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Bank of America, N.A. v. Citizens Bank

United States District Court, D. New Hampshire

December 21, 2015

Bank of America, N.A.
v.
Citizens Bank Opinion No. 2015 DNH 233

Kenneth D. Murphy, Esq., Brenna A. Force, Esq., Geoffrey Williams Millsom, Esq. Kelly Martin Malone, Esq. Michael Kily, Esq.

MEMORANDUM AND ORDER

Paul Barbadoro United States District Judge

This case arises from a series of loans issued to nonparty Linda Burke that were secured by mortgages on Burke’s home (the “Property”). Burke defaulted on her loans and her lenders, Bank of America and Citizens Bank, anticipate they will need to foreclose on the Property. Before initiating foreclosure, however, Bank of America brought this suit to determine which bank’s lien takes first priority position. The case is before me on cross-motions for summary judgment.

I. BACKGROUND

In May 2005, Countrywide, Bank of America’s predecessor in interest, loaned Burke $342, 000, secured by a mortgage on the Property. Doc. No. 16-5 at 1-3. Countrywide recorded the mortgage at the Rockingham County Registry of Deeds in first priority position. Id. at 1. Then, in April 2006, Burke obtained a $150, 000 home equity line of credit from Citizens, also secured by a mortgage on the Property. Doc. No. 18-5 at 3-4. The home equity line was open-ended, meaning that Burke could “borrow, repay and re-borrow such amounts as desired, subject to the terms and conditions of the Agreement.” Id. at 4. According to its terms, the mortgage securing the equity line could only be discharged if Burke paid down and terminated the equity line. Doc. No. 18-6 at 9. Citizens recorded its mortgage in second priority position behind Countrywide’s 2005 mortgage. Doc. No. 18-5 at 1.

In 2008, Burke negotiated with Countrywide to refinance her debt on the Property. During the refinancing process, Countrywide discovered Citizens’ equity line and requested a payoff amount in an attempt to close the equity line and terminate Citizens’ mortgage. See Doc. No. 16-1 at 2. On March 21, 2008, Citizens faxed Countrywide a notice requesting $140, 647.18 to close the equity line. Doc. No. 16-6; 18-1 at 3-4. The fax stated that “the payoff” was “valid” through March 28, 2008, and included a notice, which provided:

Any unposted checks or charges that are not included in the above payoff amount are the responsibility of the customer upon payoff. The customer is also responsible for the entire balance on the account regardless of the quoted payoff amount. If the account is secured by a mortgage, the mortgage will not be released until the above conditions are met.

Doc. No. 16-6. The payoff amount included a $250.00 prepayment penalty and a $17.00 “recording fee” to cover Citizens’ expense to record the discharge of the mortgage.[1] Id.

That same day, Countrywide loaned Burke $417, 000, secured by a mortgage on the Property, in an attempt to discharge and replace its own 2005 mortgage and pay off Citizens’ equity line.[2]Doc. Nos. 16-1 at 1-2; 16-3. The equity line was not closed that day, however, and three days later, on March 24, 2008, Burke borrowed $10, 000 more against the equity line. Doc. No. 18-1 at 4. Thus, when Citizens finally received Countrywide’s $140, 647.18 check on March 27, 2008, the check was insufficient to pay off the equity line. Id. Citizens nonetheless deposited Countrywide’s check, reducing the balance on the equity line to $8, 695.91. Doc. No. 18-11 at 4. The equity line remained open and the mortgage securing it was not discharged.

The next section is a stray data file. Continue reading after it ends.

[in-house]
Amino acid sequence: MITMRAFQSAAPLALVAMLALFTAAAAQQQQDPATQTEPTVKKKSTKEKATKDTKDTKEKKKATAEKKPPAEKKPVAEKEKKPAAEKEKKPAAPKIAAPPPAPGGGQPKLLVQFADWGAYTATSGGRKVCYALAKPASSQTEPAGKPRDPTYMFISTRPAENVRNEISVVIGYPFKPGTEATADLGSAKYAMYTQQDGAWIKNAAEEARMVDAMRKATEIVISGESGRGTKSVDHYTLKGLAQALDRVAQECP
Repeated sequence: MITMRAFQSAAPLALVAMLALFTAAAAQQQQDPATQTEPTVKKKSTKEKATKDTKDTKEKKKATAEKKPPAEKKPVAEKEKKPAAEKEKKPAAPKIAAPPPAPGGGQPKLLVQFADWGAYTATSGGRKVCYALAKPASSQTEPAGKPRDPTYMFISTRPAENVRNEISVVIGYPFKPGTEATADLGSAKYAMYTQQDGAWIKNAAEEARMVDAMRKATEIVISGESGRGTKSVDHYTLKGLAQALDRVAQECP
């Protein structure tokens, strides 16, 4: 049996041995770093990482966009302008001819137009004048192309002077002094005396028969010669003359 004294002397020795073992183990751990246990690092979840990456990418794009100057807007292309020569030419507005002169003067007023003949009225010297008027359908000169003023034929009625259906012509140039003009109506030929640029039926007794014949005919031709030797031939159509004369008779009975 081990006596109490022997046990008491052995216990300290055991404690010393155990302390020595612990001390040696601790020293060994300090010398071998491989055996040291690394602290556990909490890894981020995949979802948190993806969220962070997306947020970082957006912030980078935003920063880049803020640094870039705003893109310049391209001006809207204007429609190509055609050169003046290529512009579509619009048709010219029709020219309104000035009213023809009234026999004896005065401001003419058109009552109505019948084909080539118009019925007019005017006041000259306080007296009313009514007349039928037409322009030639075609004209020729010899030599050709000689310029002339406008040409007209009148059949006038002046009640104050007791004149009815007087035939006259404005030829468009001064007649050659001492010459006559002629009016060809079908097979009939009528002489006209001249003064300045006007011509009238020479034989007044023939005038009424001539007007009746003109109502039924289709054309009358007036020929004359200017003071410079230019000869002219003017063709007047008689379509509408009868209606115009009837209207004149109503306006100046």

On April 1, 2008, Citizens notified Burke by letter that it was unable to close the home equity line. Doc. No. 16-15. The letter requested that Burke pay down the rest of the balance so that Citizens could “close the account and release the collateral.” Id. Instead of paying off the equity line, however, Burke continued to borrow against it and later defaulted on her payment obligations. See Doc. No. 18-11 at 4-8. As of October 2, 2015, Burke owed $154, 714.68 on the equity line. Doc. No. 18-2 at 1.

Although Citizens accepted Countrywide’s payoff check and later notified Burke that it could not close the home equity line, it did not inform Countrywide that the equity line remained open.

II. STANDARD OF REVIEW

Summary judgment is appropriate when there is “no genuine dispute as to any material fact and the movant is entitled to judgment as a matter of law.” Fed. R. Civ. P. 56(a). The evidence submitted in support of the motion must be considered in the light most favorable to the nonmoving party, drawing all reasonable inferences in its favor. See Navarro v. Pfizer Corp., 261 F.3d 90, 94 (1st Cir. 2001).

A party seeking summary judgment must first identify the absence of any genuine dispute of material fact. Celotex Corp. v. Catrett, 477 U.S. 317, 323 (1986). A material fact “is one ‘that might affect the outcome of the suit under the governing law.’” United States v. One Parcel of Real Prop. with Bldgs., 960 F.2d 200, 204 (1st Cir. 1992) (quoting Anderson v. Liberty Lobby, Inc., 477 U.S. 242, 248 (1986)). If the moving party satisfies this burden, the nonmoving party must then ‚Äúproduce evidence on which a reasonable finder of fact, under the appropriate proof burden, could base a verdict for it; if that party ...


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